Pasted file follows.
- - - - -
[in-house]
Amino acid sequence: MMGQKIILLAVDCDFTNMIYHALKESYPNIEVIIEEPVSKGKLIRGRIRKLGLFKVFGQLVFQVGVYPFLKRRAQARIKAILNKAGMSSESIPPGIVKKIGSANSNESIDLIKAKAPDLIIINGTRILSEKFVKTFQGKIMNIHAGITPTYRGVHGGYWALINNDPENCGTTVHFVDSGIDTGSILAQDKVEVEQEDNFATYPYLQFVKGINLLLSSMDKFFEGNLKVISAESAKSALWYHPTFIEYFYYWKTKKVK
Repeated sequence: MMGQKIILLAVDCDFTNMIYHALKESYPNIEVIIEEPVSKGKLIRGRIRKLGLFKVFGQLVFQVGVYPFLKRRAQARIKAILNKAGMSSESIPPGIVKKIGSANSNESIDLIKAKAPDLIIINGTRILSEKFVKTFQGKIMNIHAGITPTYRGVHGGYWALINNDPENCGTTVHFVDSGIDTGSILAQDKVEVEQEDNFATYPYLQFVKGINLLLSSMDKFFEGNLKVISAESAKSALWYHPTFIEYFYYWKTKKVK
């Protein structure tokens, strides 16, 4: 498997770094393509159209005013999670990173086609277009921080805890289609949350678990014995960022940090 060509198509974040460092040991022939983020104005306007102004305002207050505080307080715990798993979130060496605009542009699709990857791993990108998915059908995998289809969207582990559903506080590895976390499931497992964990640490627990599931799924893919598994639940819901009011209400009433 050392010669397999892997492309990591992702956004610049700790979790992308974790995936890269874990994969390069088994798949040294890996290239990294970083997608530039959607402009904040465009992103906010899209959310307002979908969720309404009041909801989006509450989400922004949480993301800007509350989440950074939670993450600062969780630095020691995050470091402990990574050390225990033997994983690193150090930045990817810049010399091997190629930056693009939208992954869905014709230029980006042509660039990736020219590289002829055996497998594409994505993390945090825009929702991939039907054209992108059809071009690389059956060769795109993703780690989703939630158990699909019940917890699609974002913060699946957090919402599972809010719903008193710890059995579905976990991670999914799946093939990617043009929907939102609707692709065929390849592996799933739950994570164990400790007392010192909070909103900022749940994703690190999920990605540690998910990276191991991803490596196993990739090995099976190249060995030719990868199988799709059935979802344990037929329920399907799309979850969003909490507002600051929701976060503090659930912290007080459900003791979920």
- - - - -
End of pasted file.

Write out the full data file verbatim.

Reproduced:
[in-house]
Amino acid sequence: MMGQKIILLAVDCDFTNMIYHALKESYPNIEVIIEEPVSKGKLIRGRIRKLGLFKVFGQLVFQVGVYPFLKRRAQARIKAILNKAGMSSESIPPGIVKKIGSANSNESIDLIKAKAPDLIIINGTRILSEKFVKTFQGKIMNIHAGITPTYRGVHGGYWALINNDPENCGTTVHFVDSGIDTGSILAQDKVEVEQEDNFATYPYLQFVKGINLLLSSMDKFFEGNLKVISAESAKSALWYHPTFIEYFYYWKTKKVK
Repeated sequence: MMGQKIILLAVDCDFTNMIYHALKESYPNIEVIIEEPVSKGKLIRGRIRKLGLFKVFGQLVFQVGVYPFLKRRAQARIKAILNKAGMSSESIPPGIVKKIGSANSNESIDLIKAKAPDLIIINGTRILSEKFVKTFQGKIMNIHAGITPTYRGVHGGYWALINNDPENCGTTVHFVDSGIDTGSILAQDKVEVEQEDNFATYPYLQFVKGINLLLSSMDKFFEGNLKVISAESAKSALWYHPTFIEYFYYWKTKKVK
């Protein structure tokens, strides 16, 4: 498997770094393509159209005013999670990173086609277009921080805890289609949350678990014995960022940090 060509198509974040460092040991022939983020104005306007102004305002207050505080307080715990798993979130060496605009542009699709990857791993990108998915059908995998289809969207582990559903506080590895976390499931497992964990640490627990599931799924893919598994639940819901009011209400009433 050392010669397999892997492309990591992702956004610049700790979790992308974790995936890269874990994969390069088994798949040294890996290239990294970083997608530039959607402009904040465009992103906010899209959310307002979908969720309404009041909801989006509450989400922004949480993301800007509350989440950074939670993450600062969780630095020691995050470091402990990574050390225990033997994983690193150090930045990817810049010399091997190629930056693009939208992954869905014709230029980006042509660039990736020219590289002829055996497998594409994505993390945090825009929702991939039907054209992108059809071009690389059956060769795109993703780690989703939630158990699909019940917890699609974002913060699946957090919402599972809010719903008193710890059995579905976990991670999914799946093939990617043009929907939102609707692709065929390849592996799933739950994570164990400790007392010192909070909103900022749940994703690190999920990605540690998910990276191991991803490596196993990739090995099976190249060995030719990868199988799709059935979802344990037929329920399907799309979850969003909490507002600051929701976060503090659930912290007080459900003791979920």